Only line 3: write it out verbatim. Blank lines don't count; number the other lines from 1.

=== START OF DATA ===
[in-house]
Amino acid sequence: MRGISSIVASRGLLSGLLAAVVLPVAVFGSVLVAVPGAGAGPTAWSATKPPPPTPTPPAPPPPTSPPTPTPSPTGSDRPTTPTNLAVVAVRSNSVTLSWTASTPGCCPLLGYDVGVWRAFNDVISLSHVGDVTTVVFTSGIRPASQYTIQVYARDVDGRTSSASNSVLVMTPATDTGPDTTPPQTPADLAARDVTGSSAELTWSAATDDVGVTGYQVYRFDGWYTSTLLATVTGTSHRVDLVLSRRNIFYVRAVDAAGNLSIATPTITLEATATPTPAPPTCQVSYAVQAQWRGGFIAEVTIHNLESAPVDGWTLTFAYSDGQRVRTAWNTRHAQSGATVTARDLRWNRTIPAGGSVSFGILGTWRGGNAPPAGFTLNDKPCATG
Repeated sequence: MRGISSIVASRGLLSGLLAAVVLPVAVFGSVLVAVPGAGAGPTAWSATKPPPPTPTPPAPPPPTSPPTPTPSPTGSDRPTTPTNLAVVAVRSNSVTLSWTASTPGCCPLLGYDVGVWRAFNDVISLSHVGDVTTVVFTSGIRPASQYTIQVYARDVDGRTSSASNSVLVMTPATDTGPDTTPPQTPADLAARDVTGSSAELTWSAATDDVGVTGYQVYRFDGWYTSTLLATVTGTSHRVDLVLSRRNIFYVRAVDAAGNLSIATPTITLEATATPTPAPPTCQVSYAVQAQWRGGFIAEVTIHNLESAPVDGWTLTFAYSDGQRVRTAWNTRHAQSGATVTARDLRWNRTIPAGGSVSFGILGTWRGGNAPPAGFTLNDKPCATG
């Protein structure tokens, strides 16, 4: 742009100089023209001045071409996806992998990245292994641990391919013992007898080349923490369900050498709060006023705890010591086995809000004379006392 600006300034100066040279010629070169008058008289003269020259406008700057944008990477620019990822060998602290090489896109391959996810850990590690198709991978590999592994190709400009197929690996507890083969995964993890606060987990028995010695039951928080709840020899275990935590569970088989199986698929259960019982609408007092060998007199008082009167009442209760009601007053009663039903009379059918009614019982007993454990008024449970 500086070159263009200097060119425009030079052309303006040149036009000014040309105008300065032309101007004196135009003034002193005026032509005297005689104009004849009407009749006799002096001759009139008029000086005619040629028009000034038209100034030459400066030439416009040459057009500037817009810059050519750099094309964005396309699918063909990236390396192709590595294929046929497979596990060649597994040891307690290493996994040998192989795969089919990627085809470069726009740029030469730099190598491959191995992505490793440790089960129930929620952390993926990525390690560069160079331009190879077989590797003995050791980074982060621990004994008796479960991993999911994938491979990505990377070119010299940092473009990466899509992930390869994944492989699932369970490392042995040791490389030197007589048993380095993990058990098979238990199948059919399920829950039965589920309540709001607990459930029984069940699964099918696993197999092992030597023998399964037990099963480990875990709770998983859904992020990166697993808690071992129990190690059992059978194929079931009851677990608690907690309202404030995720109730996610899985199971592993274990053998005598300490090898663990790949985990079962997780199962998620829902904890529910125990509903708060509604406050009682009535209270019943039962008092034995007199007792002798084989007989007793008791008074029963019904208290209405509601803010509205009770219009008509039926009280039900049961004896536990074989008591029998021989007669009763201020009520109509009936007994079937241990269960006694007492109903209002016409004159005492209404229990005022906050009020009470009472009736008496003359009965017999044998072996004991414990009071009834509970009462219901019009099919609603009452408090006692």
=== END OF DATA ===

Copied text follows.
Repeated sequence: MRGISSIVASRGLLSGLLAAVVLPVAVFGSVLVAVPGAGAGPTAWSATKPPPPTPTPPAPPPPTSPPTPTPSPTGSDRPTTPTNLAVVAVRSNSVTLSWTASTPGCCPLLGYDVGVWRAFNDVISLSHVGDVTTVVFTSGIRPASQYTIQVYARDVDGRTSSASNSVLVMTPATDTGPDTTPPQTPADLAARDVTGSSAELTWSAATDDVGVTGYQVYRFDGWYTSTLLATVTGTSHRVDLVLSRRNIFYVRAVDAAGNLSIATPTITLEATATPTPAPPTCQVSYAVQAQWRGGFIAEVTIHNLESAPVDGWTLTFAYSDGQRVRTAWNTRHAQSGATVTARDLRWNRTIPAGGSVSFGILGTWRGGNAPPAGFTLNDKPCATG